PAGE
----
JM: What is the biggest myth in our country regarding diabetes?
Dr. Rossy Belliard: The biggest myth we have is early insulinization.
The patient understands that when you indicate insulin it is because it is already “premortem”, predialysis or pre-infarct.
Break that inertia that the person understands that insulin will be indicated when needed and not when you have some complications, is the biggest myth.
I feel that it is the first thing that has to be unblocked in the population.
JM: Can this lead to other problems?
Dr. Rossy Belliard: You know what happens, at that time when you used porcine and bovine insulins, people panicked you, and they were very variable insulins with a high risk of hypoglycemia.
Also, it was not standardized what was the control of carbohydrates, it was not known how it was absorbed, nor the absorption profile of food per minute, per time.
The food part is like that. Now, when we make the diagnosis of diabetes there is already a 50% loss of pancreas function and at 10 years you can lose up to 50% more.
It is likely that at that time they need to initiate a dose of insulin.
So, the biggest myth that we have in early insulin, the patient does not accept it initially.
JM: You can give us details of the types of responsibility of diabetes, which transcends the individual and is also social and governmental.
Dr. Rossy Belliard: The individual responsibility is that you take control of your life and it is our duty to explain to the patient and to know that he is solely responsible for his health and his illness lies in himself.
Of course, there is a family responsibility. If it is the man, the woman has to be co-responsible with the food, with the lifestyle, stimulate the exercise.
If it is with the children, the parents have to take responsibility for favoring their children with diabetes or better prevent it.
On the other hand, there is diabetes education of the necessary devices and insulin.
There is a country role, of course, government, which is to promote the availability of drugs in a massive way.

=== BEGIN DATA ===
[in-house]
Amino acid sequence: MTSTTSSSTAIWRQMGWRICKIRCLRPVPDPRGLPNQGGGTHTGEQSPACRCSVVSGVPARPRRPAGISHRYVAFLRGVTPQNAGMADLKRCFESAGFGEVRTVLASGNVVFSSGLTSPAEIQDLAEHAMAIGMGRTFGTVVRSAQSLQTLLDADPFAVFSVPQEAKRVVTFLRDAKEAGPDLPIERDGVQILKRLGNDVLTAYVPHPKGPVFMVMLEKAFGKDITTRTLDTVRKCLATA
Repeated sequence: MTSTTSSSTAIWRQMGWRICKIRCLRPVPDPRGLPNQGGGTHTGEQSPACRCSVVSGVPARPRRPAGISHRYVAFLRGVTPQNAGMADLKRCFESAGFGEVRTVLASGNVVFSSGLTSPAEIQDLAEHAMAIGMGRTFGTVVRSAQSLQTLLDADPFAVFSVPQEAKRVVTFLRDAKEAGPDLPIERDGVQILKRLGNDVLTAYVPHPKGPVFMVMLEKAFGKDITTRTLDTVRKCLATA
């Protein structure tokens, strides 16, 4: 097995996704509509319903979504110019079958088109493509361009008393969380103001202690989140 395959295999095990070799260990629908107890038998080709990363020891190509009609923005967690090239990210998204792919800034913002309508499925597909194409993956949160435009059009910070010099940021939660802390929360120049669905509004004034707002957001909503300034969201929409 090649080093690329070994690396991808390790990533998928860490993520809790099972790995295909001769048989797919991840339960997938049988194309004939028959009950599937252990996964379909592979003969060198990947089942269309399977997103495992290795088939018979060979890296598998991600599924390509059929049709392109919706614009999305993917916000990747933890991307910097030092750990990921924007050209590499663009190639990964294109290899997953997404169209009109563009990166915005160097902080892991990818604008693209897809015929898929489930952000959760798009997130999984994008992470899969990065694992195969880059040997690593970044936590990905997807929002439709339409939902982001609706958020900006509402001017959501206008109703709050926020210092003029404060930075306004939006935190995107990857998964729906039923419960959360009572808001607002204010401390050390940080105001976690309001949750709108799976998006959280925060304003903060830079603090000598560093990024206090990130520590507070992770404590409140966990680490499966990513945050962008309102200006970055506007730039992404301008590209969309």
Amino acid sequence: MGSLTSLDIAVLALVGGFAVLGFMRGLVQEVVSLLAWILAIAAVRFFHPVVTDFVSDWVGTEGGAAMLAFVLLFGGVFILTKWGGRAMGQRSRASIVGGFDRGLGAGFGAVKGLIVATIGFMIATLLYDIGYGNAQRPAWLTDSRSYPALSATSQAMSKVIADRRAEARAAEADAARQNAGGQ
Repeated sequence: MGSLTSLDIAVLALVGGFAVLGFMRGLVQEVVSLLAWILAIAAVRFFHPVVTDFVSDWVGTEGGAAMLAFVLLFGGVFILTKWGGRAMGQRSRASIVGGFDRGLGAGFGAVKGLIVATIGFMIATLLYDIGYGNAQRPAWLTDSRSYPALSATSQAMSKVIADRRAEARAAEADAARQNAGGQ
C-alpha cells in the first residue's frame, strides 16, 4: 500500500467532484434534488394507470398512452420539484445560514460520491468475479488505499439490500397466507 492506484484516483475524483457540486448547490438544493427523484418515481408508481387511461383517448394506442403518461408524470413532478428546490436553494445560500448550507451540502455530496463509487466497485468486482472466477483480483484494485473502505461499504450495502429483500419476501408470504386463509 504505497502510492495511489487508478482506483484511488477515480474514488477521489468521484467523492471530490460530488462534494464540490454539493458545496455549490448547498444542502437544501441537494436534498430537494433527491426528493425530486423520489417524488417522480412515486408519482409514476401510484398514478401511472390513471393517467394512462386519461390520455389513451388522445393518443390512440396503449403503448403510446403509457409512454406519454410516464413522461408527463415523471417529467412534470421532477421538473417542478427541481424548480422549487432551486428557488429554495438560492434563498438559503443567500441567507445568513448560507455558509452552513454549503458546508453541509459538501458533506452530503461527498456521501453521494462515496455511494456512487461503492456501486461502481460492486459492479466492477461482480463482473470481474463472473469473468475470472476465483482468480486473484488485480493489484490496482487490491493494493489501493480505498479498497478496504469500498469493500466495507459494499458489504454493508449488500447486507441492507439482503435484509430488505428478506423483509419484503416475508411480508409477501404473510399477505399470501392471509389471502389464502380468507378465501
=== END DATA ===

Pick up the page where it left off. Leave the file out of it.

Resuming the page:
A neighborhood board, for example, should not only influence sports, but it is also a means to educate.
JM: During the course of your career, has there been progressivity for better or worse in terms of the incidence of diabetes in our country?
Dr. Rossy Belliard: The incidence goes for the worse. The percentage of us is very high compared to other societies.
Well, with the study of Africa, what is the only one that we have, the incidence of us is super high, it is impressive, it is shocking, and it has a lot to do with our eating habits.
Remember that in our country what is eaten is a lot of fat, many fried foods, what we call ‘frying’.
JM: And at night, right? Many carbohydrates at night, when leaving a party or social activity, for example.
Dr. Rossy Belliard: This is the case, especially social or family activities.
As I tell my patients: “Gentlemen, nobody invites you to eat salad here” (laughs). So, I try to educate my patients about the invitations.
I tell them to go out with their food from home so they do not have to eat out. You have to educate a lot.
JM: Another thing that Dominicans have is to pressure others.
For example, if in a social activity there are healthy options, the same people say to you, ‘and you are going to eat salad, something happens to you’? There is a social pressure that makes seeing healthy options as something wrong.
Dr. Rossy Belliard: Regardless of the pressure that other people can exert. You have to know how to choose. It is addictive!
I say that you have to look for a balance, balance is everything.
JM: Dr. Belliard, to end up giving us your opinion on the importance of this event that among other things seeks to massify the knowledge regarding the prevention of diabetes.
Dr. Rossy Belliard: The most important thing is when a pharmacist empowered her product, but at the same time that empowerment carries responsibility for continuing medical education.
There are other pharmacists who want the indications without educating us. The doctor needs to be educated.
The more you build you will have more tools to make your patient go much better.
JM: Thank you very much, Dr. Belliard. It has been a pleasure to be able to do this interview and your knowledge will help us to disseminate updated information on the management and prevention of diabetes, as well as demystify some things.
Dr. Rossy Belliard: Thanks also to you for making this platform available to us.
Spanish version on espanol.dohealthwell.net